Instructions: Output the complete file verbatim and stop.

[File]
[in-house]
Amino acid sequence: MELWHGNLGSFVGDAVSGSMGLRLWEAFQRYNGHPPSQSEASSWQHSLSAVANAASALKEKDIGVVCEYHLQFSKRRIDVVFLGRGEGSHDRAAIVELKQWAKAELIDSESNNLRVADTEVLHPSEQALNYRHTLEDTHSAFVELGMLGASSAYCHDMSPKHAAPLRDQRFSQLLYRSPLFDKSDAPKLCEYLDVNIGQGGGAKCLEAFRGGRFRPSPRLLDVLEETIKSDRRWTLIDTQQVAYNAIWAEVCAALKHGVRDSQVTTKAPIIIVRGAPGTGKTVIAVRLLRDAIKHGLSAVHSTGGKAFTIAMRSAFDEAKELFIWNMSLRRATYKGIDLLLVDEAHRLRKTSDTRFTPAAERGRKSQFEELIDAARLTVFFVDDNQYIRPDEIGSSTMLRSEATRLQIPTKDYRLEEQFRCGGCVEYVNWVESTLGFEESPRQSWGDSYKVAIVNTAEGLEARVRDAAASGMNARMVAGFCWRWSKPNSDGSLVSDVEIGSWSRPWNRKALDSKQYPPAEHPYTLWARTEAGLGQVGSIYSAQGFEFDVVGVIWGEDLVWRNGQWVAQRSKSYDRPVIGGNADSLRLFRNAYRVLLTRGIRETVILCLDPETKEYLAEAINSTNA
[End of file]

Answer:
[in-house]
Amino acid sequence: MELWHGNLGSFVGDAVSGSMGLRLWEAFQRYNGHPPSQSEASSWQHSLSAVANAASALKEKDIGVVCEYHLQFSKRRIDVVFLGRGEGSHDRAAIVELKQWAKAELIDSESNNLRVADTEVLHPSEQALNYRHTLEDTHSAFVELGMLGASSAYCHDMSPKHAAPLRDQRFSQLLYRSPLFDKSDAPKLCEYLDVNIGQGGGAKCLEAFRGGRFRPSPRLLDVLEETIKSDRRWTLIDTQQVAYNAIWAEVCAALKHGVRDSQVTTKAPIIIVRGAPGTGKTVIAVRLLRDAIKHGLSAVHSTGGKAFTIAMRSAFDEAKELFIWNMSLRRATYKGIDLLLVDEAHRLRKTSDTRFTPAAERGRKSQFEELIDAARLTVFFVDDNQYIRPDEIGSSTMLRSEATRLQIPTKDYRLEEQFRCGGCVEYVNWVESTLGFEESPRQSWGDSYKVAIVNTAEGLEARVRDAAASGMNARMVAGFCWRWSKPNSDGSLVSDVEIGSWSRPWNRKALDSKQYPPAEHPYTLWARTEAGLGQVGSIYSAQGFEFDVVGVIWGEDLVWRNGQWVAQRSKSYDRPVIGGNADSLRLFRNAYRVLLTRGIRETVILCLDPETKEYLAEAINSTNA